Recently Brett Fishburne was going through some donated books and came across a copy of “Trench on Words”, which is already in the PG collection (text #6480), that had a newspaper review glued to the front.
The newspaper title from which the review was printed was not in the information that was glued to the front of the book. He believes that the newspaper was from Buffalo, New York and the review to have been written in 1928. Parts of the review were torn and lost, but thinks he was able to accurately fill in the words (placed in square brackets) that were missing. He believes with some certainty that this review did not come from the New York Times as he researched their archives thoroughly.
Trench on Words
How frequent and how apt is the comparison of words to coins! Words are no less the medium of exchange for ideas than is is currency the medium of exchange for commodities. The purpose of both is exchange, the fuction of both is circulation. Just as a country’s currency must be maintained in value, so must a nation’s vocabulary, its language, be preserved from debasement. There must be no shortage of currency; there must be no paucity of words. We exchange money for goods; we exchange words for ideas. Money represents goods; words represent ideas.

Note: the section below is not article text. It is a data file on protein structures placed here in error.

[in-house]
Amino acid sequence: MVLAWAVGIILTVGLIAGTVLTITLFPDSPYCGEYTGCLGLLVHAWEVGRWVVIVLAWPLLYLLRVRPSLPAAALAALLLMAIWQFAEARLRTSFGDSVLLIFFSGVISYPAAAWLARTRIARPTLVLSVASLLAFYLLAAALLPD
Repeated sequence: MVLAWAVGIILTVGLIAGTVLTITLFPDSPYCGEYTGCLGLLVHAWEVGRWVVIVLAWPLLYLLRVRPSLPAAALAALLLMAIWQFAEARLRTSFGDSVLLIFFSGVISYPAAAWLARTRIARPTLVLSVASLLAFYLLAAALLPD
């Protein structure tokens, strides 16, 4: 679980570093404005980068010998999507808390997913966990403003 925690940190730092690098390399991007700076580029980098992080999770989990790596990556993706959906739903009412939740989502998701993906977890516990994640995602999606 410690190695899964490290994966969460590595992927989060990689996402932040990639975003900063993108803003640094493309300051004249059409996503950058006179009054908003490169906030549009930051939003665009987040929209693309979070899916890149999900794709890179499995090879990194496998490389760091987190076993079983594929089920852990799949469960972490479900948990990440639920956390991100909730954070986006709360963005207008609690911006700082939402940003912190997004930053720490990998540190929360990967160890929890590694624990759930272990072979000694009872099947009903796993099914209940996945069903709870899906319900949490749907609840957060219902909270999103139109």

We take our currency for granted; we take our words for granted. How many of us could reproduce with any degree of accuracy, without the model before us, the design of a dollar bil, or of a pound note? Yet they are constantly passing through our hands. How many of us could, without investigation, explain the entire economic process whereby that bill or note has come into existence, and why it has the value for which it is accepted? yet we are supremely confident of its value.
So with words. We have a few hundred words which we are constantly using. Most of them have for us one meaning, or perhaps two. Yet a little study will reveal numerous other meanings for many of the words which we use most commonly. We can double our vocabulary without adding any new words, if only [we] learn the full meaning of the [word]s we already have. It is as if [we] had been shopping in a place [wher]e a dime has always bought two [appl]es; one day we take the trouble [to go] to market and behold, the dime [buys] four apples, just as good as the [oth]ers. Again, how little do we [kn]ow of the process by which these [w]ords in common use have come to [h]ave their present meanings! But a [l]ittle study will open up whole vistas [o]f history and of poetry in those [f]amiliar words. Whole vistas over [w]hich mere carelessness and lassi[t]ude have drawn a heavy veil!
All this has been said before, and never better said, to my knowledge than in that book which several generations of admirers have known familiarly as “Trench on Words.” This volume, my bookseller tells me, is out of print. There is no denying the fact that it is an old-fashioned book. It is in some repects a perfect monument to the now much ridiculed Victorian era. To the ultra-moderns, it will appear in many places to be “quaint.” Yet it is not too much to say, I think, that this is one of those books which will never be badly out of date. There is too much light in it for the darkness of oblivion ever to close around it.